Eventually, after seven years, I got itchy feet. By this time, the company had grown massively and I was creating illustrations for their range of printed jute bags and designing all their packaging. I kept coming back to the idea of freelancing full time and, honestly, had struggled with feeling like a bit of a fraud for not ‘making it’ as a full-time freelancer straight after graduation. In 2016 I decided to take the plunge. In-between leaving my job and freelancing, I took a few months off to travel - backpacking across Japan and exploring Australia.

To date, my freelance career has been varied. Half of my work is design based, spanning product design, packaging, garment prints and general graphics. The rest is illustration, working for a mix of corporate and editorial clients and, also, books! From 2017 I’ve been working with Nosy Crow to illustrate a children’s nature almanac.


The 2021 edition of Nature Month by Month

Double page spread chapter opener from 2020: Nature Month by Month. The beach is based on Gylly Beach, Falmouth.

Written by the fabulous Anna Wilson, the third edition came out this year. I wasn’t especially looking for publishing work but the team at Nosy Crow saw an illustration I’d posted on Instagram and got in touch. It went to my junk folder and I almost missed it! The illustration was from my Grandma’s order of service from her funeral, as she had passed away a few months before. It was of her beautiful house and wild garden. I dedicated the first book in the series to her.


My Grandma’s beautiful house and garden.

That first book (2019: Nature Month by Month) had a very quick turnaround – around six months from contract to submitting finals! My years in the fast-paced world of fashion served me well, although I am grateful that subsequent editions have followed a more traditional pace.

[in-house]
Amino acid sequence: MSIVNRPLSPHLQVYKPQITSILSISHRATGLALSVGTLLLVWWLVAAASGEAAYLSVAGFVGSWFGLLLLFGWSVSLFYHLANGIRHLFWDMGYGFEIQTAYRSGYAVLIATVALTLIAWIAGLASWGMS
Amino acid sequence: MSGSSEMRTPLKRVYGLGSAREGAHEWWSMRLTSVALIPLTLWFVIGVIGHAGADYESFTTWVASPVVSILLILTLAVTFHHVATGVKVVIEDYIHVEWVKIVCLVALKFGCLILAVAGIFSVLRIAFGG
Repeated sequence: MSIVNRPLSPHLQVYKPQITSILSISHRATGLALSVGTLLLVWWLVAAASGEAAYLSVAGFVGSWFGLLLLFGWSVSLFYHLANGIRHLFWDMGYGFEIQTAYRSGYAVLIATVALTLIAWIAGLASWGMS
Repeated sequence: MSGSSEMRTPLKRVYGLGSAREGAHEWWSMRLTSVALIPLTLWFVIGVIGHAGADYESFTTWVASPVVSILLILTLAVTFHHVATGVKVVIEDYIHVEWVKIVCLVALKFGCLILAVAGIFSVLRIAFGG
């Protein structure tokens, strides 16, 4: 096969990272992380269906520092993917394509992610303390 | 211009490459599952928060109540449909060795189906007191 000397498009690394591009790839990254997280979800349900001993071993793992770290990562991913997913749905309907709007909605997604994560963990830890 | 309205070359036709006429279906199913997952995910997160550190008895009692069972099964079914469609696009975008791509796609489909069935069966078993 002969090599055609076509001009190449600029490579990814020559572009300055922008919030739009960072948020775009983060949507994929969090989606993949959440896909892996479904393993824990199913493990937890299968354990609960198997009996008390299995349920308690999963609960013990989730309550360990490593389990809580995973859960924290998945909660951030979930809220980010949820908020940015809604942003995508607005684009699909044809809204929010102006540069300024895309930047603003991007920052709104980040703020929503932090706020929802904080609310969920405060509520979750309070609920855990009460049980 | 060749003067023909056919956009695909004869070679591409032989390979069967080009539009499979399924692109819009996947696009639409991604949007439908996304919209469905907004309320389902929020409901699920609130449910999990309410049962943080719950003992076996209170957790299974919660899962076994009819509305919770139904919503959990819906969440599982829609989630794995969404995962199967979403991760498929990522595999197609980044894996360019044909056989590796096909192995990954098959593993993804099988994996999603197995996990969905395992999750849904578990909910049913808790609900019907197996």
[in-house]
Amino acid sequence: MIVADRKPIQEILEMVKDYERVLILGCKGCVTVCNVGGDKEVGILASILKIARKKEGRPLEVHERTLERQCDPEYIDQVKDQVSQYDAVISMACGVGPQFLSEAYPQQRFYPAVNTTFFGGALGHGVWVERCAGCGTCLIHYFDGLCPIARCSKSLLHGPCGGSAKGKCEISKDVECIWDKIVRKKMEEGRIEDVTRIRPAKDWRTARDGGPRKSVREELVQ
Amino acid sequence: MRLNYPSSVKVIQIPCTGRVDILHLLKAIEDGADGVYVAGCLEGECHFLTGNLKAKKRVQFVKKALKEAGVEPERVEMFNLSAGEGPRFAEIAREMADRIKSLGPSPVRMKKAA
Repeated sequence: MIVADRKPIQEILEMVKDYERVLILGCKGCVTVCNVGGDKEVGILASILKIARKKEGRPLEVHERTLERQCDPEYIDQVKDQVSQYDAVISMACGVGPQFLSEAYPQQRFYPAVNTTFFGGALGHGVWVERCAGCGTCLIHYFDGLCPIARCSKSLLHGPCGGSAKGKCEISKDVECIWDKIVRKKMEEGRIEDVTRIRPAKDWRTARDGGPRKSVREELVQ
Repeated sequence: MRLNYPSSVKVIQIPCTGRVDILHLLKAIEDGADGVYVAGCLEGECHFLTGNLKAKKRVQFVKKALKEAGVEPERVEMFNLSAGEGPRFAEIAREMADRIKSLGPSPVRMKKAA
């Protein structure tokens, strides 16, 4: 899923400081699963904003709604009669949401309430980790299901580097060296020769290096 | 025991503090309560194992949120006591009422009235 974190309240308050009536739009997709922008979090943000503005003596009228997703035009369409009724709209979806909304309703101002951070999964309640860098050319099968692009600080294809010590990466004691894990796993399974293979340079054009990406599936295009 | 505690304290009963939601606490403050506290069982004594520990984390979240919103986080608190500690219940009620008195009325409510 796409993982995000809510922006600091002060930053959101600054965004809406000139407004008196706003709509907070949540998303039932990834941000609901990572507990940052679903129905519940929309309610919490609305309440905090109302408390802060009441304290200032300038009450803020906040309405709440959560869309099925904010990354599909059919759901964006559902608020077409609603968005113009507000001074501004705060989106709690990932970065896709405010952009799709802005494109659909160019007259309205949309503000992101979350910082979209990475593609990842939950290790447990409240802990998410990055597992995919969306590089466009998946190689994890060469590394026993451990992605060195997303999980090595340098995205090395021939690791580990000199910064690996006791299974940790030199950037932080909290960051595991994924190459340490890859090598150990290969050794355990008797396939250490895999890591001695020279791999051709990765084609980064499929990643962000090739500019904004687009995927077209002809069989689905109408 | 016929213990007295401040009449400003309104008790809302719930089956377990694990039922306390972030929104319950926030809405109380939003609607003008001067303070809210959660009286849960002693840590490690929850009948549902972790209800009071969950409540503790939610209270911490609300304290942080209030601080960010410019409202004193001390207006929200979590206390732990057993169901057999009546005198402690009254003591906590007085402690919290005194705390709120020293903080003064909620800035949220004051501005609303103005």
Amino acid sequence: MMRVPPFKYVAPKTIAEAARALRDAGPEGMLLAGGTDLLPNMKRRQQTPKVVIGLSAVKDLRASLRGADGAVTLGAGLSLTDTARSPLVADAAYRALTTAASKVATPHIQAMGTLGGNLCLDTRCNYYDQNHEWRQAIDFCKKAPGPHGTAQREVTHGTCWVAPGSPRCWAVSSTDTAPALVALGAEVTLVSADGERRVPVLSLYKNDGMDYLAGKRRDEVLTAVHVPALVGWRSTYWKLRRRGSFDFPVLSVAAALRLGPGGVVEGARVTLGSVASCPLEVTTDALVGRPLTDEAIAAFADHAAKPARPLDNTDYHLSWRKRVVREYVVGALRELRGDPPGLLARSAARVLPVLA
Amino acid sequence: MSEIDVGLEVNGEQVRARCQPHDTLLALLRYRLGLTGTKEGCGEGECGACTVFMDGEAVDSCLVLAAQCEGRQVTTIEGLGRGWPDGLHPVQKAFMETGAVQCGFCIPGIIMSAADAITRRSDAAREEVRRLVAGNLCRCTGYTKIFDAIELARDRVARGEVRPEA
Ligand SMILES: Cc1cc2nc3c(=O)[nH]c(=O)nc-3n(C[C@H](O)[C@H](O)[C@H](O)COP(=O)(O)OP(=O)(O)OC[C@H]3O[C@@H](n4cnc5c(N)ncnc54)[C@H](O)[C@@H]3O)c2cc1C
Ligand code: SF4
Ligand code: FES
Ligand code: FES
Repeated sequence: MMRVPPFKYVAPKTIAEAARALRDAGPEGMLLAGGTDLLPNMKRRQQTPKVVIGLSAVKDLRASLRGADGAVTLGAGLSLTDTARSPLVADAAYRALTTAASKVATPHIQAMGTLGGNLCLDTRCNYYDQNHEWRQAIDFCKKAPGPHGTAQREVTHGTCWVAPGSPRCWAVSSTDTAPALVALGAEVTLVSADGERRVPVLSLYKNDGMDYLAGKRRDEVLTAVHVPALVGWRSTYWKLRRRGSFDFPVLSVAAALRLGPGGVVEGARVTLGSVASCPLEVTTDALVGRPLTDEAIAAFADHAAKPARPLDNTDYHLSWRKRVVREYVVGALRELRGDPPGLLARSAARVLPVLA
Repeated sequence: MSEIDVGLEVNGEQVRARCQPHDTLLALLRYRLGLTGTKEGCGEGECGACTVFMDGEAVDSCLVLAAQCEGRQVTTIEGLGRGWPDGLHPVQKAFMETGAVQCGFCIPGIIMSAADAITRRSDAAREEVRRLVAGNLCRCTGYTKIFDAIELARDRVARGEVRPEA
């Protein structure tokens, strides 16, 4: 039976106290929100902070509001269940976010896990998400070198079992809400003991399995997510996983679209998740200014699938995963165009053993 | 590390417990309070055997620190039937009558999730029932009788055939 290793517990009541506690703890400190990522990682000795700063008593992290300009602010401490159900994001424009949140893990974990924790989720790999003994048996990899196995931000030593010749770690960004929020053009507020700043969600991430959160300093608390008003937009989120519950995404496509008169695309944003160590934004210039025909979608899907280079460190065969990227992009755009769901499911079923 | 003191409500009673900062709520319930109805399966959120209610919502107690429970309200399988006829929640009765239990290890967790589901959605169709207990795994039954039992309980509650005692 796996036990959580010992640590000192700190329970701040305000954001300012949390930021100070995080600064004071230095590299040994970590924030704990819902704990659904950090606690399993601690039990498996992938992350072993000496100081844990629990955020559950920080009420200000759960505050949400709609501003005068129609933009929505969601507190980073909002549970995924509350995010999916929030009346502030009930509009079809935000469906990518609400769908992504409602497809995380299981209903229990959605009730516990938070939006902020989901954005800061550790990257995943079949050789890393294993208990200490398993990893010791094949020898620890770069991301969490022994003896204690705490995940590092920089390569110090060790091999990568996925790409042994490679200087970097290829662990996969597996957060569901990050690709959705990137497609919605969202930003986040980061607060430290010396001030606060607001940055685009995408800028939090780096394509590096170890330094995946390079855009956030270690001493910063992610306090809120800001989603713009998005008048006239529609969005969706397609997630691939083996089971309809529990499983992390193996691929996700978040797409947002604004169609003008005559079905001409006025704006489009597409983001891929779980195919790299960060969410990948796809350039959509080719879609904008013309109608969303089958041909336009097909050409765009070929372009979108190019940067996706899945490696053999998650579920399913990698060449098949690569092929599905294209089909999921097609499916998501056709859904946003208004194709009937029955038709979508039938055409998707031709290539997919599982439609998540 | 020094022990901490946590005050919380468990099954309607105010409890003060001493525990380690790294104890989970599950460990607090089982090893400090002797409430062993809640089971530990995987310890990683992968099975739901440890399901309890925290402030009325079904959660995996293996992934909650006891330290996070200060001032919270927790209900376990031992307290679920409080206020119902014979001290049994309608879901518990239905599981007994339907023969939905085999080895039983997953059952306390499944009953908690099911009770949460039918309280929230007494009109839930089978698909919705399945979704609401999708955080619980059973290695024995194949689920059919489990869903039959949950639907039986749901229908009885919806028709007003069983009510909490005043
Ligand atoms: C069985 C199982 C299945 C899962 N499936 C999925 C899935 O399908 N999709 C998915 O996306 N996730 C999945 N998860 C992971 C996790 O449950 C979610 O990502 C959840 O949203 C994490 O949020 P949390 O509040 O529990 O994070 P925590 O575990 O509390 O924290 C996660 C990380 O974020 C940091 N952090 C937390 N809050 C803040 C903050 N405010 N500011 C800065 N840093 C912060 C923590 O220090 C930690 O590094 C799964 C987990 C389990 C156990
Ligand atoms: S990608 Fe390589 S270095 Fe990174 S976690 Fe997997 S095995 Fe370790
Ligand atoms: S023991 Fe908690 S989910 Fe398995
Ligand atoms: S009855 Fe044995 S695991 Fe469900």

I work mainly digitally – generally with Adobe Illustrator but more recently Procreate on the iPad Pro. I do love a good pencil doodle, but I’m terrible at maintaining sketchbooks. I prefer to work to a brief, so I find ‘free creative drawing time’ to be quite stressful. If I have time to work on my portfolio, I have to write myself a mini-brief and get someone to hold me to account…


Discovering Procreate was a gamechanger. It made the process of doing roughs so much faster. No more scanning!

I’m a member of the AOI and SCBWI – both of which I’ve found to be brilliantly helpful. I attended the SCBWI conference in 2019 and was blown away by how warm and friendly everyone was. The seminars and talks were top notch and I was thrilled to win the Best Portfolio award too. I’ve also been shortlisted for the AOI’s Poster prize for Illustration in 2017 and 2019 and the first edition of Nature Month by Month was shortlisted for an ALCS Educational Writers Award in 2019. 

Shortlisted Entry for 2019 AOI & TFL Poster Prize for Illustration

The advice I’d give any aspiring illustrator is that the path to a freelance career is a diverse one, so learn what you can from any creative (or non-creative) job and don’t sweat it if you don’t get freelance work straight out of uni. Never underestimate the importance of soft skills, like how to write emails and deal professionally with clients. I’d also say it’s so important to keep creating and putting your work out there. I'm aware of the irony of someone who updates their Instagram maybe once a month telling you this though…All my big jobs have come about as a result of putting some work out there, making a connection or in response to an email, so it’s worth doing. 

I love how working on an iPad has freed me up from spending all my time sat at a desk.

So that’s where I am right now. I’ve had three books published in the Nature Month by Month series and am working on the fourth. I’d love to undertake more non-fiction work, or do some cover art for middle grade/young adult books. I intend to keep producing work that makes me smile and interests me. 



See more of Elly's work in the Featured Illustrator Gallery

Her website is here. Follow Elly on Instagram @ellyjahnz.